SeeClickFix working with 311 Call Centers

Some cities with 311 Call Centers might have the knee-jerk reaction of resisting open-data platforms like SeeClickFix, even though it offers more transparency and better user experience. Yet our experience has been that many cities are willing to experiment with combining the utility of both systems. Consider this recent case from Chattanooga, TN.

A month ago, local blogger Jason Kelley was strolling around his neighborhood of Highland Park, when he spotted a house so blighted that not even Extreme Home Makeover could've saved it. He snapped a photo and posted a report on SeeClickFix. Chattanooga 311 immediately notified him that the city would take care of the problem.

before SeeClickFix,

and after SeeClickFix.

Yesterday, he stopped by the crumbling property to find that the city had ripped it out, from the foundation on up. It was gone without a trace.

"Imagine my surprise when I walked past the structure formerly known as 1003 S. Hickory St. [...] which I reported as 'House is barely standing ' should be considered for condemnation,' and the entire property was now gone!" Kelley wrote in a blog post on Tuesday.

Of the 17 issues he posted, 15 have already been fixed one month later. Kelley makes a great case for why SeeClickFix is useful even for cities that already have 311 Call Center, like Chattanooga:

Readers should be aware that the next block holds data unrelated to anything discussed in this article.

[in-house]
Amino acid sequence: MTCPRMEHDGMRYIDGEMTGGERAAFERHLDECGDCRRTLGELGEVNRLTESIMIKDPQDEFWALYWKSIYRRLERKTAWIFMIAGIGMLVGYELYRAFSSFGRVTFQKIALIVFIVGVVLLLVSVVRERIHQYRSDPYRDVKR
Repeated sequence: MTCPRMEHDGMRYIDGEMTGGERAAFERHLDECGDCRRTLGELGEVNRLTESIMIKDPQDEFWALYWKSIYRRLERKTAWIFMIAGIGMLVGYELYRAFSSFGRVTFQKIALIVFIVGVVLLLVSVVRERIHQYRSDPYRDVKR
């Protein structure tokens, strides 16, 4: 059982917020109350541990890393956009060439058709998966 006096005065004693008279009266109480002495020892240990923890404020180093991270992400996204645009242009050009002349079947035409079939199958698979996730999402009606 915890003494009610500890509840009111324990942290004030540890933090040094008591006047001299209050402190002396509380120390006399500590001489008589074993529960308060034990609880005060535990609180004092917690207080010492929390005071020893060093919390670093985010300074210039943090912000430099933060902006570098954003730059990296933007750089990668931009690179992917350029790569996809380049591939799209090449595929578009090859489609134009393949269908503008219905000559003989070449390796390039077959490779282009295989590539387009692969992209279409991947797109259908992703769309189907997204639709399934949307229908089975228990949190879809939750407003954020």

"Anyone who's made at least a few calls has run into the inevitable difficulties of asking city employees over the phone to take a closer look at something they'd rather not have to deal with. Occasional long hold times, difficulty in tracking requests, and an inability to determine when certain issues have been dealt with all make the call center model hard to deal with."

A few years ago, the city's 311 model would have been top of the line. But in the age of web 2.0, it's a little dated."

We agree. The challenge is getting cities who already have 311 services to see things Kelley and our way. While Call Center workers might worry that SeeClickFix will create "more work" for them, there are ways that it could make their job easier.

If more people used SeeClickFix, it might make service request "rush hours" like lunchtime less stressful for call center workers. Rather than playing muzak, automated responses could direct callers who are waiting on hold to report their issue through SeeClickFix. Features like GPS and voting on issues to prioritize their fixing can help call centers and public works departments efficiently and accurately target pressing concerns.

Kelley points out that SeeClickFix is be useful for major issues where "community support would make a difference." And for many other issues, he writes that "nothing beats good, old-fashioned trash bags" deployed by conscientious citizens.

How do you think that cities with 311 Call Centers should adapt to new, Gov 2.0 technologies? Sends us your thoughts:

Check out Kelley's full blog post on the Chattanooga hyper-local site,